In children presenting to the ED with an acute concussion, ondansetron use was associated with a higher risk of persistent post-concussion symptoms at 1 month. Although this may be related to the limitations of the design, it highlights the importance of evaluating this association using a randomized clinical trial.
Objectives: Fatigue is a common and persisting symptom after childhood brain injury. This study examined whether child characteristics and symptomatology preinjury or 6 months postinjury (pain, sleep, and mood, inattention) predicted fatigue at 12months postinjury. Methods: Parents of 79 children (0–18 years) rated fatigue at 12 months after injury on a multidimensional scale (general, sleep/rest, and cognitive). Demographic and clinical data were collected at injury. Parents rated child sleep, pain, physical/motor function, mood, and inattention at injury (preinjury description), and 6 months postinjury. Children were divided into two traumatic brain injury severity groups: mild TBI (n=57) and moderate/severe TBI (n=27). Hierarchical regression models were used to examine (i) preinjury factors and (ii) symptoms 6 months postinjury predictive of fatigue (general, sleep/rest, and cognitive) at 12 months postinjury. Results: Sleep/rest fatigue was predicted by preinjury fatigue (7% of variance) and psychological symptoms preinjury (10% of variance). General fatigue was predicted by physical/motor symptoms (27%), sleep (10%) and mood symptoms (9%) 6 months postinjury. Sleep/rest fatigue was predicted by physical/motor symptoms (10%), sleep symptoms (13%) and mood symptoms (9%) 6 months postinjury. Cognitive fatigue was predicted by physical/motor symptoms (17%) 6 months postinjury. Conclusions: Preinjury fatigue and psychological functioning identified those at greatest risk of fatigue 12 months post-TBI. Predictors of specific fatigue domains at 12 months differed across each of the domains, although consistently included physical/motor function as well as sleep and mood symptoms postinjury. (JINS, 2018, 24, 224–236)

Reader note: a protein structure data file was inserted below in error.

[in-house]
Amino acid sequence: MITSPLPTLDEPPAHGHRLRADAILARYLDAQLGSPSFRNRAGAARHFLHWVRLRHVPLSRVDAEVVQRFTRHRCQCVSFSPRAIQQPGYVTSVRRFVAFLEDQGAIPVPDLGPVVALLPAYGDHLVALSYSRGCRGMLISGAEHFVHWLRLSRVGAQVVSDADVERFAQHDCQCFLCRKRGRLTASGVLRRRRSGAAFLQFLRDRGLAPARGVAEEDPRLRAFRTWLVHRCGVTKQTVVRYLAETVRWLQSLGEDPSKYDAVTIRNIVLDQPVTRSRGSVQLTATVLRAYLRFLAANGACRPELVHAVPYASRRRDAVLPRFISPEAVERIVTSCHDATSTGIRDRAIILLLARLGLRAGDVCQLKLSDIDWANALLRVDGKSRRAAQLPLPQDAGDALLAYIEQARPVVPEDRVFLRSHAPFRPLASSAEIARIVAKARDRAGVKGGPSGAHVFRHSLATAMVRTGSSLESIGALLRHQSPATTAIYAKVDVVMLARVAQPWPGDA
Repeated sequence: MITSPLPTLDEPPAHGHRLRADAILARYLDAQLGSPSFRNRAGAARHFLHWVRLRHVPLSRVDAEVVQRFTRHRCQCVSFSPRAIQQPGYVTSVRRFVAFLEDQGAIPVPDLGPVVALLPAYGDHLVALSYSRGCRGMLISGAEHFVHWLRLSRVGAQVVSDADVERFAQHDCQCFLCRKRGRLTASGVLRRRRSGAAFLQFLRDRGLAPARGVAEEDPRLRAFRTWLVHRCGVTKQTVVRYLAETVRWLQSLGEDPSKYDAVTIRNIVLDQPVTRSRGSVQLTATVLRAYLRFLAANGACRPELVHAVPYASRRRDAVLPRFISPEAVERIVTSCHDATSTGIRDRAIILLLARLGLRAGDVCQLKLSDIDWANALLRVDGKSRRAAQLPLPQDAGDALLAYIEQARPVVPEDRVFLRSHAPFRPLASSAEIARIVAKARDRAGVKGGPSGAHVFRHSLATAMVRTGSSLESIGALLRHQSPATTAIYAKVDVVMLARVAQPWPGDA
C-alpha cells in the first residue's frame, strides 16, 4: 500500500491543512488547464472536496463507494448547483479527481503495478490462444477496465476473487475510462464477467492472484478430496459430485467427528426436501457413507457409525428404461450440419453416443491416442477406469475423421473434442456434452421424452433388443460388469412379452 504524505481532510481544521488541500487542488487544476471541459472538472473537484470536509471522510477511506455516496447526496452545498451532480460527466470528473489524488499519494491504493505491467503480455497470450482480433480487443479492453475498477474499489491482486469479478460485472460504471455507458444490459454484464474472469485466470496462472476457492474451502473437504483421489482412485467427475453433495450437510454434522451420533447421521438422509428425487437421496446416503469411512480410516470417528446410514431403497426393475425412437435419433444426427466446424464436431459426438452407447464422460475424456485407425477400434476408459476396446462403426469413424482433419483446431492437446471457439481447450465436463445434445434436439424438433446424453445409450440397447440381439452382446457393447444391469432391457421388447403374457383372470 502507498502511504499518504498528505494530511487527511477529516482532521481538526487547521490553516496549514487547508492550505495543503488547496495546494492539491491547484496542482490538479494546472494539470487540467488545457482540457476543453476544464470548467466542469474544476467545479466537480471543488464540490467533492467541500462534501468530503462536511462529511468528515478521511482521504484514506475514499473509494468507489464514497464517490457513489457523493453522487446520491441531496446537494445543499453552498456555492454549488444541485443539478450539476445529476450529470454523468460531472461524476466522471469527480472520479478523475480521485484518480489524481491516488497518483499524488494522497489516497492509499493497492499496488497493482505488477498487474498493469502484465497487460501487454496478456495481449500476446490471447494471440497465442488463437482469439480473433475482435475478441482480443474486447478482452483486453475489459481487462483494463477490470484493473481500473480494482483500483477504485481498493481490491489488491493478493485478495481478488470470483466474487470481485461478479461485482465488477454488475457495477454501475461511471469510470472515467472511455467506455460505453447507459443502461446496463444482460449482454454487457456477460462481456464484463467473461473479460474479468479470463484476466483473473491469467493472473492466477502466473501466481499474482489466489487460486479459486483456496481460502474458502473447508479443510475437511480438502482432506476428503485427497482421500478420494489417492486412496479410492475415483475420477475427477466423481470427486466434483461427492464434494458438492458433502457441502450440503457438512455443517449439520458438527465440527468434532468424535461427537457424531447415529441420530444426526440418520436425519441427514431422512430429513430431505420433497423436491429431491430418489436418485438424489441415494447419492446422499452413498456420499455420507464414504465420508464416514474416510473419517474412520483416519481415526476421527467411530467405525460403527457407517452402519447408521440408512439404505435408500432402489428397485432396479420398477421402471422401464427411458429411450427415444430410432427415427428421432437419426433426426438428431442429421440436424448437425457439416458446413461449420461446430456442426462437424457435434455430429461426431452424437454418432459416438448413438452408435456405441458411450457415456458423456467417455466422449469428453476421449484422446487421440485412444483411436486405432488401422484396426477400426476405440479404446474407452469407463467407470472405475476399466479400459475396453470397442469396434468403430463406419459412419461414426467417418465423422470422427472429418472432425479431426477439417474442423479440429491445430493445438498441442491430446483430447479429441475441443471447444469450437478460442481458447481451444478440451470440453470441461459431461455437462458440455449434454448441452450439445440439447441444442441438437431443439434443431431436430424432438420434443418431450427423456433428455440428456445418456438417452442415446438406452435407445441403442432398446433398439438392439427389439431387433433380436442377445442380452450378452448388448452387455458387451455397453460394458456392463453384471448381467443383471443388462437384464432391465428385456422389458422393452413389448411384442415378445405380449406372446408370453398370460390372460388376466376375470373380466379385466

Prospective research studies often advance clinical practice in the emergency department (ED), but they can be costly and difficult to perform. In this report, we describe the implementation of a volunteer university student research assistant program that provides students exposure to medicine and clinical research while simultaneously increasing the capacity of an ED’s research program. This type of program provides 15 hours per day of research assistant coverage for patient screening and enrolment for minimal risk research studies, and screening for higher risk studies. The latter is true without the added burden or costs of co-administering university course credit or pay for service, which are common features of most of these types of programs currently in operation. We have shown that our volunteer-based program is effective for an ED’s research success as well as for its student participants. For other EDs interested in adopting similar programs, we provide the details on how to get such a program started and highlight the structure and non-monetary incentives that facilitate a program’s ongoing success.
Objectives: In a practice setting where casting is considered the standard of care, the aim of this study was to assess the cost-effectiveness of wrist splints compared with routine casting in children with acceptably angulated distal radius greenstick or transverse fractures.